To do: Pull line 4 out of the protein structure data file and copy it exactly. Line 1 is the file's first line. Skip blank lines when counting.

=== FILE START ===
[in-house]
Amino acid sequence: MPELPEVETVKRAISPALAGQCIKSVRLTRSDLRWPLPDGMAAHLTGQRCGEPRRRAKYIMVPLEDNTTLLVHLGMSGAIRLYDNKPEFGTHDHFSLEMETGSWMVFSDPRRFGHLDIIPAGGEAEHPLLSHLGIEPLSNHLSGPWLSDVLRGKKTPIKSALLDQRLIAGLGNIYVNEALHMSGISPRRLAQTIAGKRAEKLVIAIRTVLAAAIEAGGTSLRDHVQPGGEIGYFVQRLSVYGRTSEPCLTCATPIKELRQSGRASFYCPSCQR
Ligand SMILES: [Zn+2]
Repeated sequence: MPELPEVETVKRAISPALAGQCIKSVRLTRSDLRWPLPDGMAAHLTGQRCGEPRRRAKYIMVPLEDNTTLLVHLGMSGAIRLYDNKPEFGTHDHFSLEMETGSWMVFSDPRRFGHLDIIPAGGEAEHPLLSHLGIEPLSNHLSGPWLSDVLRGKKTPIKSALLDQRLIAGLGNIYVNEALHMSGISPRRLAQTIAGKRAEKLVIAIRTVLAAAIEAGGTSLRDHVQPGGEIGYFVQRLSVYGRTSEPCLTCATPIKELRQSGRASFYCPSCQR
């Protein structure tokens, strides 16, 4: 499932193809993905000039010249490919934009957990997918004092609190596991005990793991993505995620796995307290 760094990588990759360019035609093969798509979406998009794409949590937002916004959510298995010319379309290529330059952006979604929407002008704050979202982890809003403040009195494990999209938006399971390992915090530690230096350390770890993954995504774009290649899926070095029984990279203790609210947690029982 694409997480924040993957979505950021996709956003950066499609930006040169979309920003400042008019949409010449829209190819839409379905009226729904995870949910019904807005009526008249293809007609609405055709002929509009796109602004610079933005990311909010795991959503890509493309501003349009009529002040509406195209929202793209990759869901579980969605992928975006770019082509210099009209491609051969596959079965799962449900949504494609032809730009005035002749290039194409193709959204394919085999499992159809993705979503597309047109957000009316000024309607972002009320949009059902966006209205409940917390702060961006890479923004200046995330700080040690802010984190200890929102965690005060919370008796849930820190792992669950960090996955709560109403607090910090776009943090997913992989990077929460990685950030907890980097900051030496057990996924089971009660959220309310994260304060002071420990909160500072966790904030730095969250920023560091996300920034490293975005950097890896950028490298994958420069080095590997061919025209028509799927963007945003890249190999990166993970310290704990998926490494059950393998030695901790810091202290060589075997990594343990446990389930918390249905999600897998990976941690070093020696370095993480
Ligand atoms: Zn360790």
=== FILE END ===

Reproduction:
Repeated sequence: MPELPEVETVKRAISPALAGQCIKSVRLTRSDLRWPLPDGMAAHLTGQRCGEPRRRAKYIMVPLEDNTTLLVHLGMSGAIRLYDNKPEFGTHDHFSLEMETGSWMVFSDPRRFGHLDIIPAGGEAEHPLLSHLGIEPLSNHLSGPWLSDVLRGKKTPIKSALLDQRLIAGLGNIYVNEALHMSGISPRRLAQTIAGKRAEKLVIAIRTVLAAAIEAGGTSLRDHVQPGGEIGYFVQRLSVYGRTSEPCLTCATPIKELRQSGRASFYCPSCQR